What if medical science cured all diseases?
Medicine can prevent polio and heal stomach ulcers, but what if it could successfully nip all diseases as soon as they showed themselves? Preposterous, isn't it? Incurable sickness is a part of everyone's life. Who hasn't stayed home with the flu? Of course, some people lose more than office sick days to illness, like their ability to walk, their vision or even their life or that of a loved one. In this article, we'll consider a world where every disease has a cure.
It's tough to imagine. Cures for everything sounds great, but what does that mean? First, it doesn't equate to prevention. For example, to protect yourself from getting HIV, you could, among other things, abstain from having sex and from sharing needles or have protected sex. Second, cures differ from treatments: HIV therapies can reduce the amount of virus in the body or help the recipient physically cope with a weakened immune system. For our purposes, a cure for HIV would mean that you could have the virus, take a pill and then no longer have the virus in your body.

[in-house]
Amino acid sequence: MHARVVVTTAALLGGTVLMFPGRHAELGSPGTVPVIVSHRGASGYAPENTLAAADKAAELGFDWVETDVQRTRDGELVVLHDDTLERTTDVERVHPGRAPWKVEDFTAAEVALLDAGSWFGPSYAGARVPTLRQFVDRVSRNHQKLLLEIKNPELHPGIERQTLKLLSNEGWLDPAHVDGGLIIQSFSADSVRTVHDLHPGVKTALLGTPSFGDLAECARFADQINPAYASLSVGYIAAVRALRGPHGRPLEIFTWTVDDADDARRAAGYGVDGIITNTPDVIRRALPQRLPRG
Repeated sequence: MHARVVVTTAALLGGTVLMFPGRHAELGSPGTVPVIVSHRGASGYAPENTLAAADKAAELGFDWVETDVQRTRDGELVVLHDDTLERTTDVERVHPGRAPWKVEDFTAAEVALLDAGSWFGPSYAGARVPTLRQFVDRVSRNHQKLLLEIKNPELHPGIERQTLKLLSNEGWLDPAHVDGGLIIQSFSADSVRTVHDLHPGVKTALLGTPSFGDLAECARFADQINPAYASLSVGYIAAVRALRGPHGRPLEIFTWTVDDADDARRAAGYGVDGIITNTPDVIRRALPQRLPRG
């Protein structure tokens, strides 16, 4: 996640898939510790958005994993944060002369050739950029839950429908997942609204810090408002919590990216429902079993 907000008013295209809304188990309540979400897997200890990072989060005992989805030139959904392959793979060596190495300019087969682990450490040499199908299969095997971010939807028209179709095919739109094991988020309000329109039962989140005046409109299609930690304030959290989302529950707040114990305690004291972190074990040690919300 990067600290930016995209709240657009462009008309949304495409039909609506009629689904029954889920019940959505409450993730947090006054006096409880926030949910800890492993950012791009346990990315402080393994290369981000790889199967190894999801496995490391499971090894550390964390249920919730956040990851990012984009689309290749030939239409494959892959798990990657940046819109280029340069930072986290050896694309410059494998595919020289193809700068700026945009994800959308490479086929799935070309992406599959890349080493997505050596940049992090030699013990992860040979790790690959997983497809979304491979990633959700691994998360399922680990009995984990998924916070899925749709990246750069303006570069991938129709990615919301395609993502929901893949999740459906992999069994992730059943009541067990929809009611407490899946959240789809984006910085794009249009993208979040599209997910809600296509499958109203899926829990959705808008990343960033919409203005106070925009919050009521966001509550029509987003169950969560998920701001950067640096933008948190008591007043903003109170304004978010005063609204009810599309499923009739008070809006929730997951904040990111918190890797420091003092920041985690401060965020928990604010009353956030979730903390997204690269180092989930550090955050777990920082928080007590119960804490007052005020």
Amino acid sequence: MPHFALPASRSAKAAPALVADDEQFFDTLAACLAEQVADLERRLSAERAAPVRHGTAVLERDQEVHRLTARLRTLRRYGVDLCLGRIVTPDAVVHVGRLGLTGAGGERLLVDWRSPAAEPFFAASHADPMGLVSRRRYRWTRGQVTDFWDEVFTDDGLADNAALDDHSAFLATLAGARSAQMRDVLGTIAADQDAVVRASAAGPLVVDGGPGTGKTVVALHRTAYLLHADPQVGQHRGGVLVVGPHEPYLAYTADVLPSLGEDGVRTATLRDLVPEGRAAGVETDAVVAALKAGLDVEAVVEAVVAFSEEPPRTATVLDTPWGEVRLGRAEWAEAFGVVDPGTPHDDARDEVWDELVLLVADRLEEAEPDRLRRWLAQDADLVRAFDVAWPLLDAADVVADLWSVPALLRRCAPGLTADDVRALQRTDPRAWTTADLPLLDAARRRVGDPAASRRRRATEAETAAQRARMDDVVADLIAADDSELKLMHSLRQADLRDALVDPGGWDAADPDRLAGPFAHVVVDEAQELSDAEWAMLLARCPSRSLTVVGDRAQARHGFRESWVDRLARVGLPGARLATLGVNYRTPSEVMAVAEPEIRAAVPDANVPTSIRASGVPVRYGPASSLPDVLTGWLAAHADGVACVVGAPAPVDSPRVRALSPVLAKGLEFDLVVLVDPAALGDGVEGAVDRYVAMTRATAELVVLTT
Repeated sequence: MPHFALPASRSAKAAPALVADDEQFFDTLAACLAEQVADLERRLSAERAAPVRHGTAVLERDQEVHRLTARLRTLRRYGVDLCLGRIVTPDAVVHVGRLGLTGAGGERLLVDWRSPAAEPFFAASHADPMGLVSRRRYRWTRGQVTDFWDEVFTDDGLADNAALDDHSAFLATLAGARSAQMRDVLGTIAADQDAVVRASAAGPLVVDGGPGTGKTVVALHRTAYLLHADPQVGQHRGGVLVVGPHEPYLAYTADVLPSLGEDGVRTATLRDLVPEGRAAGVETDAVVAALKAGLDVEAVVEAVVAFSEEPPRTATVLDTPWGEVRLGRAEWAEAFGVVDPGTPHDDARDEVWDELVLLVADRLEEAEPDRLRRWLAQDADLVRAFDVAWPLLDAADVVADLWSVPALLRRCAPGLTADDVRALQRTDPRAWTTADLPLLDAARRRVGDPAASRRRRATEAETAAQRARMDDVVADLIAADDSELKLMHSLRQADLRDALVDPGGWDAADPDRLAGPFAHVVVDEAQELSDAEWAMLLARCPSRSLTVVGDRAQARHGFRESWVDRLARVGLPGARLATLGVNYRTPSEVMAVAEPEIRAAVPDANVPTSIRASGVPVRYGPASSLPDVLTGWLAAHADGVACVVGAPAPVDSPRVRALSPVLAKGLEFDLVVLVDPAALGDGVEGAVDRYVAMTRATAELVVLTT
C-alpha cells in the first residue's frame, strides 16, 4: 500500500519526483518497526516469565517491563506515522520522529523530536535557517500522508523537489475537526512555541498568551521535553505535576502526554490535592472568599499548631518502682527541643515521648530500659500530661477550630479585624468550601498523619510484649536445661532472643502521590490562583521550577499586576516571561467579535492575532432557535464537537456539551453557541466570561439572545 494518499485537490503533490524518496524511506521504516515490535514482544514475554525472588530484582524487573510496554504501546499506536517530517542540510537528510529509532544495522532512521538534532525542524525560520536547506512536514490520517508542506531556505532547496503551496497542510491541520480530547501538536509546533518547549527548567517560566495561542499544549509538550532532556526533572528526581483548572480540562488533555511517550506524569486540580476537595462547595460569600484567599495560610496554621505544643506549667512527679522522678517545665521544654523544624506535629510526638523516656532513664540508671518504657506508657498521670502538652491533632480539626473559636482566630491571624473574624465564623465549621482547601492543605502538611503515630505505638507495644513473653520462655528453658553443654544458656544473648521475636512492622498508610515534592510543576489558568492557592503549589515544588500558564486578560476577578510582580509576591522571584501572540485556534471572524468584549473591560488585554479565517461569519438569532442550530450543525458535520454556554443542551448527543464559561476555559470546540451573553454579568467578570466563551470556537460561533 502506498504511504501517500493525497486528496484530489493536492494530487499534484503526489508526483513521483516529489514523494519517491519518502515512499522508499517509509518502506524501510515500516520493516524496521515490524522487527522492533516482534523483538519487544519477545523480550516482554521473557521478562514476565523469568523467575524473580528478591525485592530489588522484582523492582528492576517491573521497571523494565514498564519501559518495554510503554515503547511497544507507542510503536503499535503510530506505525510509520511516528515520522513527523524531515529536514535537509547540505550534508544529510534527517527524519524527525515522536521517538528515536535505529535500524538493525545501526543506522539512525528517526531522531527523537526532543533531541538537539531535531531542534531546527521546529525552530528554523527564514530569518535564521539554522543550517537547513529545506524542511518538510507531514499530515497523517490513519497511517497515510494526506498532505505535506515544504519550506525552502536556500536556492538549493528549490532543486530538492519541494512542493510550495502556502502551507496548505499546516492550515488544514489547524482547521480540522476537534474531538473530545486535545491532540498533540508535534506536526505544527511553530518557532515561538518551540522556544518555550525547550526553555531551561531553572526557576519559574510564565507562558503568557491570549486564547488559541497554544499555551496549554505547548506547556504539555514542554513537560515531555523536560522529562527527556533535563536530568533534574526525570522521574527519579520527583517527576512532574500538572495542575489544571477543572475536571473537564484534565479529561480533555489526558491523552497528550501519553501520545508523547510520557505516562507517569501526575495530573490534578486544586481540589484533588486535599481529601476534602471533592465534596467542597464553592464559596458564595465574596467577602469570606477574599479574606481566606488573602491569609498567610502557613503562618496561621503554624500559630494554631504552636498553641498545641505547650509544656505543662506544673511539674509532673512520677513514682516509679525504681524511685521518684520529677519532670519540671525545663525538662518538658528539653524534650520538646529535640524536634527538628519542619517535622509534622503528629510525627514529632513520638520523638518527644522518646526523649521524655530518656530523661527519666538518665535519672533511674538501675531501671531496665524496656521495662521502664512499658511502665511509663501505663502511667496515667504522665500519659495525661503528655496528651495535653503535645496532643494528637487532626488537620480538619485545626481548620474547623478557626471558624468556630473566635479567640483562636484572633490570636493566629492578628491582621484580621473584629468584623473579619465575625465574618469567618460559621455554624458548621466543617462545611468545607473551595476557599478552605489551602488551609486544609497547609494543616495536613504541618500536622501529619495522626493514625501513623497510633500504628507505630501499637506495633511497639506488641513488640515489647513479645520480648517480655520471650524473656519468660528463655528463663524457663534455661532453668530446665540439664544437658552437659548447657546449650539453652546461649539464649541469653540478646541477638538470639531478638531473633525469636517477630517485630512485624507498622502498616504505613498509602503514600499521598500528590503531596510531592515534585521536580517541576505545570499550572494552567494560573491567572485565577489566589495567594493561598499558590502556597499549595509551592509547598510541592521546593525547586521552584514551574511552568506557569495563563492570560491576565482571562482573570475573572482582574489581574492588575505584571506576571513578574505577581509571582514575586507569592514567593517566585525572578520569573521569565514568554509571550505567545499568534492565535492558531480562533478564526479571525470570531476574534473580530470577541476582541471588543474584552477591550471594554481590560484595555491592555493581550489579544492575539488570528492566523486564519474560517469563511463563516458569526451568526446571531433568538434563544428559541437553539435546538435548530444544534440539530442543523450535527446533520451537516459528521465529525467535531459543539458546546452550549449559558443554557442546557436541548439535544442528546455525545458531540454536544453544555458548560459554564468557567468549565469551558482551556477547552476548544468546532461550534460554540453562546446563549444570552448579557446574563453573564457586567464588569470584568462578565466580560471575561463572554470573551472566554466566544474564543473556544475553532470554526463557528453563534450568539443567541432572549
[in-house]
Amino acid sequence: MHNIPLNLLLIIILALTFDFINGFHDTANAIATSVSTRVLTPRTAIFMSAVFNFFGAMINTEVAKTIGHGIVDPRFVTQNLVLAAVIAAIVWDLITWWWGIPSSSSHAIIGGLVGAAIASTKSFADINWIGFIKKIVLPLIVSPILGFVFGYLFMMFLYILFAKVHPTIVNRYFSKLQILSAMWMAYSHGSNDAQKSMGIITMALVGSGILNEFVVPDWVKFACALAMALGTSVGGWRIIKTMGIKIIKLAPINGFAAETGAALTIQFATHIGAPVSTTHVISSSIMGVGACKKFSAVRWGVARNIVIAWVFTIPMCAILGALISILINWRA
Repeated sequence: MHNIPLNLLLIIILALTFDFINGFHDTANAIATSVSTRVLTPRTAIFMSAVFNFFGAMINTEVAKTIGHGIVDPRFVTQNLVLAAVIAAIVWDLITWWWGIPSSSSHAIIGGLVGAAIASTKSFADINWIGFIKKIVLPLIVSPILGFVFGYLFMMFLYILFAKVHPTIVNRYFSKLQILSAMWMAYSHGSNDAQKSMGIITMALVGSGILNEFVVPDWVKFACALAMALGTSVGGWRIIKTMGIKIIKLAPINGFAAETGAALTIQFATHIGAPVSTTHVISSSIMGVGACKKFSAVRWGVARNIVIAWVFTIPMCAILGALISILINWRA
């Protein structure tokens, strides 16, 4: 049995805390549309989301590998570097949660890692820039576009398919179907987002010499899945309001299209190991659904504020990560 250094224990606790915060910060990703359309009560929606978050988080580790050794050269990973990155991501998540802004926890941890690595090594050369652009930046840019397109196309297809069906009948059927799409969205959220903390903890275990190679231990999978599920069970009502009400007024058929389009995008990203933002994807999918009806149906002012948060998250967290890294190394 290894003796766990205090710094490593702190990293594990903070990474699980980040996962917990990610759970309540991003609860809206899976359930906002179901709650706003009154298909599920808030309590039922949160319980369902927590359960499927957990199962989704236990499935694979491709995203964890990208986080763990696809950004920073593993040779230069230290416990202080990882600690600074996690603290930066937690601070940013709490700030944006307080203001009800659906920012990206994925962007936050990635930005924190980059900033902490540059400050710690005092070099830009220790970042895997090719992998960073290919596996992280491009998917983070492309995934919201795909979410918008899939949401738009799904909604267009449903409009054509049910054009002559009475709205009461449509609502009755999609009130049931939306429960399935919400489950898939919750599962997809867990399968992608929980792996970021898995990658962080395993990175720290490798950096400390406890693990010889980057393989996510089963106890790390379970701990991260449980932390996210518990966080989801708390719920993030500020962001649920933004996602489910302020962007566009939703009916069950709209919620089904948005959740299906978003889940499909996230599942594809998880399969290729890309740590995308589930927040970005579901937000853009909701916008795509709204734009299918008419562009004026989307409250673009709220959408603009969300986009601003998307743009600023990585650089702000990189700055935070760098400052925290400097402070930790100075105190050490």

Life with unlimited medical fixes … would doctors' offices be swamped by patients clamoring for pills? Would people live unthinkably long?
Although it's fun to ask "what if…," we should balance our fantasy with some skepticism. Could we ever achieve remedies for all diseases? Not likely. Each age bracket comes with its own illnesses. Even if we could extend the human life span to 200 by preventing maladies that kill us before we reached that age, it wouldn't be a healthy 200, but one that came with its own ailments, maybe some we've never seen before [source: Kennedy].
Another factor to keep in mind: Wealthy and poor countries have such different common diseases that we'll look at the scenario separately in each place. First up, a high-income nation where everyone's heart is healthy, even after all-you-can-eat burgers and fries.